The voice of technology : Soviet cinema's transition to sound, 1928-1935 / Lilya Kaganovsky

Auteur principal: Kaganovsky, Lilya, AuteurLangue: anglais.Publication : Description : xix, 271 pages : illustrations ; 23 cmISBN: 9780253032652; 0253032652; 9780253032645; 0253032644; 025303504X; 9780253035042.Dewey: 791.430 94709043, 23Résumé: "As cinema industries around the globe adjusted to the introduction of synch-sound technology, the Soviet Union was also shifting culturally, politically, and ideologically from the heterogeneous film industry of the 1920s to the centralized industry of the 1930s, and from the avant-garde to Socialist Realism. In The Voice of Technology: Soviet Cinema's Transition to Sound, 1928-1935, Lilya Kaganovsky explores the history, practice, technology, ideology, aesthetics, and politics of the transition to sound within the context of larger issues in Soviet media history. Industrialization and centralization of the cinema industry greatly altered the way movies in the Soviet Union were made, while the introduction of sound radically influenced the way these movies were received. Kaganovsky argues that the coming of sound changed the Soviet cinema industry by making audible, for the first time, the voice of State power, directly addressing the Soviet viewer. by exploring numerous examples of films from this transitional period, the author demonstrates the importance of the new technology of sound in producing and imposing the "Soviet Voice".".Sujet - Nom commun: Films parlants | Industrie du cinéma | Cinéma et politique | | |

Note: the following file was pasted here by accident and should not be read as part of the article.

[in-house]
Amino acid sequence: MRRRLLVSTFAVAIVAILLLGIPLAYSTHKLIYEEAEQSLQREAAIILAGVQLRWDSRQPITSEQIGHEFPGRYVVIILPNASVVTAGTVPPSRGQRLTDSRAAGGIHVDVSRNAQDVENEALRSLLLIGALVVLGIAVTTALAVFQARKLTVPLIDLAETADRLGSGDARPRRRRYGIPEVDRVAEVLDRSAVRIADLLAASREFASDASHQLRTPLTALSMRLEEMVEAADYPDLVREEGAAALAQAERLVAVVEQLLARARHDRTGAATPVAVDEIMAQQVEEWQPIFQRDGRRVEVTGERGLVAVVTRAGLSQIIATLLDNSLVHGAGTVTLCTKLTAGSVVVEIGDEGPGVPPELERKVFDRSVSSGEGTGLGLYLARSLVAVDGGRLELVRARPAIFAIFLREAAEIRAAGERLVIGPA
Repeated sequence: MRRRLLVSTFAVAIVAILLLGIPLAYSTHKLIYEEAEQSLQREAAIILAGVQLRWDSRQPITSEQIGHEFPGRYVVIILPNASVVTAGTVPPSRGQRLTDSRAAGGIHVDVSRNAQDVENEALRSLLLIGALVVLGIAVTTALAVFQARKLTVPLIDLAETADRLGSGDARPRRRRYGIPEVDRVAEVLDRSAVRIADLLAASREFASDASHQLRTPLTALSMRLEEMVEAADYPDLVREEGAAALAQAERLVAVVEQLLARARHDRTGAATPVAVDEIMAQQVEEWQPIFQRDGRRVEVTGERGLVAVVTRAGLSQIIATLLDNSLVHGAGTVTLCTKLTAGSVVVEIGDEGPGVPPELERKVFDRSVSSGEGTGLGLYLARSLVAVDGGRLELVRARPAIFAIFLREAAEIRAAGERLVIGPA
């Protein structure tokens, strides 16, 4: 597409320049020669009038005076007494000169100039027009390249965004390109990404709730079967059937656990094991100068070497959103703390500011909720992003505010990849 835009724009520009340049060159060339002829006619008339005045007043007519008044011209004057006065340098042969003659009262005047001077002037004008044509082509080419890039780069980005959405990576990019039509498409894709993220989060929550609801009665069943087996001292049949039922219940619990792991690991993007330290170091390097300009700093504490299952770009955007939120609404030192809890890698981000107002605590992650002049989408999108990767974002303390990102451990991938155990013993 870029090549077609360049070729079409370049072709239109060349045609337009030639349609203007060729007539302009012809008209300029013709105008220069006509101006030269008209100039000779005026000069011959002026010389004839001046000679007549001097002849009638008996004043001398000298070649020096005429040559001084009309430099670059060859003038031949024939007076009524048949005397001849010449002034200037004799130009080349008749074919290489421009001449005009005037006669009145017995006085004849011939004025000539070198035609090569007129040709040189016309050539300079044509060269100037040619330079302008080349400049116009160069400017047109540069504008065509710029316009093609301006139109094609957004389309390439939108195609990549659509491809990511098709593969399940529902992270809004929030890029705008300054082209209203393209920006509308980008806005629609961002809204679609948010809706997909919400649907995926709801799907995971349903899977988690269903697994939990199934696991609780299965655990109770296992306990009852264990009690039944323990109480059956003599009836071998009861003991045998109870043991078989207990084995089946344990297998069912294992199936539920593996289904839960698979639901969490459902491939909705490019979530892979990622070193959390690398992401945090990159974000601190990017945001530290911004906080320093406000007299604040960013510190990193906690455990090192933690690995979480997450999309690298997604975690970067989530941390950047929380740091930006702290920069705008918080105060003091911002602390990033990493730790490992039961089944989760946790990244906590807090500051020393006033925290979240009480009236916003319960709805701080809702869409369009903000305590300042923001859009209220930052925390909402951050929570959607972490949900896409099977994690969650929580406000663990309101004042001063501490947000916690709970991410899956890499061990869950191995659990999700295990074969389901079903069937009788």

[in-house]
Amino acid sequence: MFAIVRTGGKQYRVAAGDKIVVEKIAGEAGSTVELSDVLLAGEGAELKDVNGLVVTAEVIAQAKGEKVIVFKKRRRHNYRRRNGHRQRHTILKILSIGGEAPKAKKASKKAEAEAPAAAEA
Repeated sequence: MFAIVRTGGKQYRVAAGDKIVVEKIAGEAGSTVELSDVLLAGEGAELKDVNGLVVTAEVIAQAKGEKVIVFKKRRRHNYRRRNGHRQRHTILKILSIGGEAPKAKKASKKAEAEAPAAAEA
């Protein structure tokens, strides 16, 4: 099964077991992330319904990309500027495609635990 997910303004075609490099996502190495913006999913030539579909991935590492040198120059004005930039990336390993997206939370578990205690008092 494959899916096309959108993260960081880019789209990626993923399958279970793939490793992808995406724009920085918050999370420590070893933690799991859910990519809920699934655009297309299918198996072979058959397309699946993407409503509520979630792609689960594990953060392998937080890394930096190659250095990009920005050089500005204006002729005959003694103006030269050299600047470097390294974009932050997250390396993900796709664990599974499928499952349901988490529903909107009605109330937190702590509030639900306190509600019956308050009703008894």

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Item type Current library Call number Status Date due Barcode
 Livre Livre Louis Lumière
Salle de lecture
791.430 94709043 KAG Checked out to DAVID FAROULT (461) 06/04/2019 09229

Includes bibliographical references (pages 243-255) and index

"As cinema industries around the globe adjusted to the introduction of synch-sound technology, the Soviet Union was also shifting culturally, politically, and ideologically from the heterogeneous film industry of the 1920s to the centralized industry of the 1930s, and from the avant-garde to Socialist Realism. In The Voice of Technology: Soviet Cinema's Transition to Sound, 1928-1935, Lilya Kaganovsky explores the history, practice, technology, ideology, aesthetics, and politics of the transition to sound within the context of larger issues in Soviet media history. Industrialization and centralization of the cinema industry greatly altered the way movies in the Soviet Union were made, while the introduction of sound radically influenced the way these movies were received. Kaganovsky argues that the coming of sound changed the Soviet cinema industry by making audible, for the first time, the voice of State power, directly addressing the Soviet viewer. by exploring numerous examples of films from this transitional period, the author demonstrates the importance of the new technology of sound in producing and imposing the "Soviet Voice"."

Autre forme de titre : Soviet cinema's transition to sound, 1928-1935

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